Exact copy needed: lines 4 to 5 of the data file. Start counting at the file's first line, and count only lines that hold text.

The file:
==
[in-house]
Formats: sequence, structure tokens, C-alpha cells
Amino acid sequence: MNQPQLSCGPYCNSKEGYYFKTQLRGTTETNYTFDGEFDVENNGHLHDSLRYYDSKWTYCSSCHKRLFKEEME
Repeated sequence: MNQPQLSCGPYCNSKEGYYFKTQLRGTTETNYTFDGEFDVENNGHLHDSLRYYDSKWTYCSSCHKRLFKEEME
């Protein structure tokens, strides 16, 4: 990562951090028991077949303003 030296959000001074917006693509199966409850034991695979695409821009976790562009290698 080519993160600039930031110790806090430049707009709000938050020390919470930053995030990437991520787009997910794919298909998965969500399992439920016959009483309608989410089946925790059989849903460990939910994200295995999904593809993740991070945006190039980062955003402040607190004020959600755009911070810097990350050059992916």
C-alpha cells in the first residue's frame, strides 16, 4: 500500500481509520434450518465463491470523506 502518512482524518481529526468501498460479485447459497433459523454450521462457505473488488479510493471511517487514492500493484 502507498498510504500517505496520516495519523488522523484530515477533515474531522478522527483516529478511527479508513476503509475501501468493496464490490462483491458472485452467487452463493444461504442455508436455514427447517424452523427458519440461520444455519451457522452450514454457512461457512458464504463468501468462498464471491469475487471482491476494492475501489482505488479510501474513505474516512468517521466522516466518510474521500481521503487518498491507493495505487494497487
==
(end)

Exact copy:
Repeated sequence: MNQPQLSCGPYCNSKEGYYFKTQLRGTTETNYTFDGEFDVENNGHLHDSLRYYDSKWTYCSSCHKRLFKEEME
């Protein structure tokens, strides 16, 4: 990562951090028991077949303003 030296959000001074917006693509199966409850034991695979695409821009976790562009290698 080519993160600039930031110790806090430049707009709000938050020390919470930053995030990437991520787009997910794919298909998965969500399992439920016959009483309608989410089946925790059989849903460990939910994200295995999904593809993740991070945006190039980062955003402040607190004020959600755009911070810097990350050059992916």